By that time in my life, ever tangled with the shame of not being good enough and the conditional confidence that came with flickers of admiration, I had already experienced countless years of focus on my body. Growing up in a larger body, I recall the opposite attention. The snide comments from young boys, the side glances at what I was wearing, the discomfort that came from having to use that little side desk attached to my lecture hall chair that despite the amount of pressure I applied, could not and would not sit flat. 

In my early 20s, I started down what at the time felt like a noble journey, I wanted to feel better in my skin, I wanted to be able to move more swiftly and have more energy pulsing through my veins. Innocently, I started incorporating short walks and adding in vegetables. My body began to change in ways that I had never experienced and then the comments flipped. There was an appreciation for my efforts, there was confirmation that I was on the right path. People were cheering me on. This felt good, warm.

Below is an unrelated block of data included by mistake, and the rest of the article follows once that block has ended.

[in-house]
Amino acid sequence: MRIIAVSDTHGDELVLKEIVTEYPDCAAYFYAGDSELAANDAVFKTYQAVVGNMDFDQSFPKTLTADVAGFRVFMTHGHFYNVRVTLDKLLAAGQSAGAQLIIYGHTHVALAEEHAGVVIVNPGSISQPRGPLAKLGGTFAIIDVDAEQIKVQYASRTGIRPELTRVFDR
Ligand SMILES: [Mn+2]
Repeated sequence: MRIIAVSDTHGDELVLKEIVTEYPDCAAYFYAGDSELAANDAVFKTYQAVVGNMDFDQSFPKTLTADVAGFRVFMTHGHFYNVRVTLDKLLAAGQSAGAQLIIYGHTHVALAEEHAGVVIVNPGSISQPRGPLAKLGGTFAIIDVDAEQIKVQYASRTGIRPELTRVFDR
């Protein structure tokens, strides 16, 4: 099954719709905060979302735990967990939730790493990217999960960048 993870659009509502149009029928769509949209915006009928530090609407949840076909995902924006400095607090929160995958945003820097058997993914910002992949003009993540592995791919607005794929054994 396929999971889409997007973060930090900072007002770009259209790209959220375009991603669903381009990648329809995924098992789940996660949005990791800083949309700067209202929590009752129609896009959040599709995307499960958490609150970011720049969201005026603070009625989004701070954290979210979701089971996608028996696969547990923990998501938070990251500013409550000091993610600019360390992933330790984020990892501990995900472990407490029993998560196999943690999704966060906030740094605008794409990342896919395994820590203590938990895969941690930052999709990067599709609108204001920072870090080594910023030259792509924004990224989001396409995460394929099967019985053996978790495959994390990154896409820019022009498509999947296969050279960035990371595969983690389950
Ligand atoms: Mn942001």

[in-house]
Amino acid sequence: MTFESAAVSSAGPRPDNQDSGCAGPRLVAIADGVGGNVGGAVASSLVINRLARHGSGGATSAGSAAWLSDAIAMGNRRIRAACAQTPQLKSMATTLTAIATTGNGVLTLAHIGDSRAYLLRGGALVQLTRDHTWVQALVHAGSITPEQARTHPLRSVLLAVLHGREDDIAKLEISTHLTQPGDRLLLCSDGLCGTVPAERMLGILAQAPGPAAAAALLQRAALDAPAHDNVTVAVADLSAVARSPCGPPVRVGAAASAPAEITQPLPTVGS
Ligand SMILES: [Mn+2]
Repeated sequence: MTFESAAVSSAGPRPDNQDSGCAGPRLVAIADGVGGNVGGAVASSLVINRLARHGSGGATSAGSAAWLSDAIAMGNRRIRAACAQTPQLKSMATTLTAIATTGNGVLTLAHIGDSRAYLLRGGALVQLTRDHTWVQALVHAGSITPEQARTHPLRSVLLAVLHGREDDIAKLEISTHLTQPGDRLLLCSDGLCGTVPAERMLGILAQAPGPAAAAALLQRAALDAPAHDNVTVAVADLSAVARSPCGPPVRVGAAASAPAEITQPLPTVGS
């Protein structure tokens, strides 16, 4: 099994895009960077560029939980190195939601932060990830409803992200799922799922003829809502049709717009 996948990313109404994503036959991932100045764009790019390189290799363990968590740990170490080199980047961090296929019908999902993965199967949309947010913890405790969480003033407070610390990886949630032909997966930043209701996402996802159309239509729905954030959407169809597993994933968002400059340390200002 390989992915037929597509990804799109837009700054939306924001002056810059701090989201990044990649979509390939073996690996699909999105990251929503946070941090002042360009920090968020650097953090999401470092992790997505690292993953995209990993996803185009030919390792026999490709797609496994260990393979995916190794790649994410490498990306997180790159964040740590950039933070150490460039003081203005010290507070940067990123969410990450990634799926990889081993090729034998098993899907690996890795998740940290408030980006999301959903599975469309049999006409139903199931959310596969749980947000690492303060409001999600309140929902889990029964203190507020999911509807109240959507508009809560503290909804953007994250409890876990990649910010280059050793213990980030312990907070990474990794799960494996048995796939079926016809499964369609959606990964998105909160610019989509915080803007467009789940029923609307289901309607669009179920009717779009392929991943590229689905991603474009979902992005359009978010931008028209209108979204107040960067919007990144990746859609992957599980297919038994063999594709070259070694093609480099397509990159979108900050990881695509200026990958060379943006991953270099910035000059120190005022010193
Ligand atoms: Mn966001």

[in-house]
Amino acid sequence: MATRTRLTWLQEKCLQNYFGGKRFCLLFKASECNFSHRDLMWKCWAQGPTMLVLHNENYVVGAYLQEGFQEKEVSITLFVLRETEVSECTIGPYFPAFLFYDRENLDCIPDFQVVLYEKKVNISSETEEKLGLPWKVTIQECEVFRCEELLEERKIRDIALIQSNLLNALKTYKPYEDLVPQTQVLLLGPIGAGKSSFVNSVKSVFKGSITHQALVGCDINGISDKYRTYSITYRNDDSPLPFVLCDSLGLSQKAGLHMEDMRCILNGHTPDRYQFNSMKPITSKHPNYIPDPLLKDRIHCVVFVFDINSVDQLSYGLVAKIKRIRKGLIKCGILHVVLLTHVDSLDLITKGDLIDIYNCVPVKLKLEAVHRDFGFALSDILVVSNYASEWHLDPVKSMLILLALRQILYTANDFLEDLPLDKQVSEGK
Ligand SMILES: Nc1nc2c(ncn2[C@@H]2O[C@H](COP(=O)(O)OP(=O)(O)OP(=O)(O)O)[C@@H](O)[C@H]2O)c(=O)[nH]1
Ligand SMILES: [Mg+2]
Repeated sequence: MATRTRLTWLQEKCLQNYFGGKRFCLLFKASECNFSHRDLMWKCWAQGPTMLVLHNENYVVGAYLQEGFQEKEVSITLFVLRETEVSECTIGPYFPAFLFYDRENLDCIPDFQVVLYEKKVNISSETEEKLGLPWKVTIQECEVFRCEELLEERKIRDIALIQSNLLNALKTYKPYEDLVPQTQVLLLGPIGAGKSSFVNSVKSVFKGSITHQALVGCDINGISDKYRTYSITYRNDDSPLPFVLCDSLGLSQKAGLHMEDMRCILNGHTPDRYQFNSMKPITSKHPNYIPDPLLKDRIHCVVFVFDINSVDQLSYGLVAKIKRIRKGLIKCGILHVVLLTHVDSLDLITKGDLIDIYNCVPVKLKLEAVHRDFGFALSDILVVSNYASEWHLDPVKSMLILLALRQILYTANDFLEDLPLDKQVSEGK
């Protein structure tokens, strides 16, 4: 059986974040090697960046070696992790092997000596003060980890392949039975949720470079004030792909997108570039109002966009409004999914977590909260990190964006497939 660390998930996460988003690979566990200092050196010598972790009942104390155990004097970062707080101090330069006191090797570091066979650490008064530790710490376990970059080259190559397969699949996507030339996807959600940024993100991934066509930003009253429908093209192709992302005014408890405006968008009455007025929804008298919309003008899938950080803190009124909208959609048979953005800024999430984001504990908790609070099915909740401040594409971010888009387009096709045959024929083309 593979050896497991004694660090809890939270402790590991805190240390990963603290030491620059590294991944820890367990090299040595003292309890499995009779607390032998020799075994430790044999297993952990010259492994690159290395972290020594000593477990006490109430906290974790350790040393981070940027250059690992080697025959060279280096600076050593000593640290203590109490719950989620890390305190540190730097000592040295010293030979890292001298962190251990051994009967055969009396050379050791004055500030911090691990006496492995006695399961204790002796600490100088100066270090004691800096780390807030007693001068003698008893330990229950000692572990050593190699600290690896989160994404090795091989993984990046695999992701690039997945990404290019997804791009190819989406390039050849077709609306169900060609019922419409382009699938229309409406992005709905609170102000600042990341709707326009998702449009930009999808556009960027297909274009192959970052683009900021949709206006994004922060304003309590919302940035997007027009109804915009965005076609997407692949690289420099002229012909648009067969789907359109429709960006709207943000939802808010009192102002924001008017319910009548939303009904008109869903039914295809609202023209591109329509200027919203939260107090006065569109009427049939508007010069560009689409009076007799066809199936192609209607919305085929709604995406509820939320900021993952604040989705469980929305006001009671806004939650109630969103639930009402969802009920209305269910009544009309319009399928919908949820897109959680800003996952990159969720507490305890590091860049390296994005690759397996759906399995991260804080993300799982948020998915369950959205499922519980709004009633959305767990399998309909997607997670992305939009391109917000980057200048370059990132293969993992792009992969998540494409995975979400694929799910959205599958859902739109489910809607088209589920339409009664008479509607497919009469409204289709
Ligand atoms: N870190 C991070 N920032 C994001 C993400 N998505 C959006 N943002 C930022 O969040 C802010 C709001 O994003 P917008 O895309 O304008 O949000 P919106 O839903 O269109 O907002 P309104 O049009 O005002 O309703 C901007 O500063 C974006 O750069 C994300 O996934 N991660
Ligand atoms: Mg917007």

As time went on and as the encouragement turned to requests for knowing my secret or glorification of the beauty that I had now amassed from my so-called success, that is when the darkness started to set in. Food turned to poison, movement turned to a prerequisite following every bite. As I became smaller, I became obsessive too. Every moment recounting what I had swallowed, each day tallying up the final count to ensure my perfect score. My eyes were shut to the world around me, my attention laser focused on what I looked like and how I could keep inching towards the beauty standard that I had always envied. Even in this time of fixated ambition, I still felt as though I was failing. The stretch marks that covered my body were a reminder of who I used to be, the loose skin showcasing that once I was someone else. This body, despite its significant size change, didn’t match the before and after perfection I was anticipating.